They say the sense of smell is the strongest of the five senses in terms of bringing back memories. I know that’s true for me. I have a very good sense of smell. It comes from my dad. He’s the same way. We’re the first one to smell something burning or to notice someone’s new perfume or wrinkle our noses at an area poultry plant.
For me, sometimes it’s hard to remember where I’ve smelled something before. But not always. For certain aromas, there’s a direct memory connection.
And that’s what it is for garden-grown white grapes and vine-ripened tomatoes.
Whenever I smell or taste them, it brings me back to my grandpa Quagliato’s garden in Union, New Jersey. Now, he had a garden in Newark, too, I’m sure. But that’s a bit harder for me to remember, because they moved out of Newark when I was little. But when I touch the vines of a tomato plant and smell its aroma, I am brought back to his 3×15 tomato garden.
He took such great care of his tomatoes. He was out there all the time. Doing what, I couldn’t say. He wasn’t much of a talk, and I wasn’t into gardening then, so I never paid attention. That’s probably why I’m such a bad gardener to this day! I remember the taste of a freshly picked sliced tomato, sprinkled with a touch of salt. I can remember the little yum-yum noise my grandma would make as she ate the first slice. I can sometimes remember my grandpa smiling as he brought in his tomatoes. And if you knew my grandpa, that was a big thing.
And the grapes. My grandpa had a grape vine on the fence. White grapes. I don’t know which kind but they were good. I’m pretty sure they had seeds. Like most real foods straight from the garden, those grapes tasted nothing like the grapes in the stores. In fact, I’ve never eaten any grapes from a vine that tasted like grapes in the stores, leaving me to wonder…where do those grapes come from???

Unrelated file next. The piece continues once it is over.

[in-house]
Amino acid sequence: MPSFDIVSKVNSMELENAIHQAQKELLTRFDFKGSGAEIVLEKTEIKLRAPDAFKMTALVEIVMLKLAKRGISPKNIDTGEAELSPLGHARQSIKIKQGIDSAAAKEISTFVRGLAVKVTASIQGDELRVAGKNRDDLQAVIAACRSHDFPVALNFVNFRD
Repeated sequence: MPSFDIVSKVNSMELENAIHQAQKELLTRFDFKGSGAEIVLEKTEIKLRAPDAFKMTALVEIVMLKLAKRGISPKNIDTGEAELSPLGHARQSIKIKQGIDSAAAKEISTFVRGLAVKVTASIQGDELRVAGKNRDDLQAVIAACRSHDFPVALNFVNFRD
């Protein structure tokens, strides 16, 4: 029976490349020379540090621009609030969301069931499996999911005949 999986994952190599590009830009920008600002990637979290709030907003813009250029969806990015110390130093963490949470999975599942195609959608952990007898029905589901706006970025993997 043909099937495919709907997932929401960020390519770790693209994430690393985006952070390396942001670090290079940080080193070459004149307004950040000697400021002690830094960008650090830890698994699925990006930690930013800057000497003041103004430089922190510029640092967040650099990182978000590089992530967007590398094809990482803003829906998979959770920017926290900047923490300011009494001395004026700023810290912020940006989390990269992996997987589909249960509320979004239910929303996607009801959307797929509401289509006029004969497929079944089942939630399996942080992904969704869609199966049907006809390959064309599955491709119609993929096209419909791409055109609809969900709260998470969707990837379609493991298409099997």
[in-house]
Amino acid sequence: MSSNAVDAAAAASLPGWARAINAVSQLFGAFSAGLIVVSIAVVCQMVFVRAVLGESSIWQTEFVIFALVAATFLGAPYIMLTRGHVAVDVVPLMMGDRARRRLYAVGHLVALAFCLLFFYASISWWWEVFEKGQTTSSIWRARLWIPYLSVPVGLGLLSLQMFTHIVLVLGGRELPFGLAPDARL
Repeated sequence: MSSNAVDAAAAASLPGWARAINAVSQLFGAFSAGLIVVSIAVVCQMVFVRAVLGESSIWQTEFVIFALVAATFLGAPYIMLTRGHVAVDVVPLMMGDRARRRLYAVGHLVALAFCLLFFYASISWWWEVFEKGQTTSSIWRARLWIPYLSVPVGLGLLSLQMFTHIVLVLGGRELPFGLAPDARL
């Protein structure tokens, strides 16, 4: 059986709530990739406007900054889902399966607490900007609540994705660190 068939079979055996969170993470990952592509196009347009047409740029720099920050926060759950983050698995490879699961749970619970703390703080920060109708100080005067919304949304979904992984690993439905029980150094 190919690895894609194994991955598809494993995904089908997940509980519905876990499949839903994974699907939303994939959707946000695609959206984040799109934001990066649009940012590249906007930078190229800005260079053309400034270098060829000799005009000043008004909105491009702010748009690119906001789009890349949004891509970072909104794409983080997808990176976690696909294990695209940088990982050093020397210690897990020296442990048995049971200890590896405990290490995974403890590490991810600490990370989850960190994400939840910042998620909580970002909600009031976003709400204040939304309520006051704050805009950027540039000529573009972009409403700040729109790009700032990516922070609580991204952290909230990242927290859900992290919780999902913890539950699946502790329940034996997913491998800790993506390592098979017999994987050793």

But, I digress, the smell and the taste of those white grapes take me back to my grandparents house in NJ. I can picture the little tendrils and leaves on the vines and sneaking some grapes when no one was looking. I can almost hear the birds on the fences and the planes flying to nearby airport, and the tinkling of the ice cream truck.
My grandparents passed away years ago, but when I grow tomatoes and touch that vine or buy those grapes from the farmers market, I like to think a little bit of them lived on in me.
I love you, Grandma and Grandpa Quagliato
Grandma Quagliato with me at the piano
Grandpa Quagliato at their house in Union.
Me, Grandpa, my cousin Caitlin, my brother Christopher, and my father (rockin’ a ‘stache) at my grandparents house in Union, New Jersey. You can see the grapevine behind us on the fence. Beyond that is a patch of garden where his tomatoes grew every year.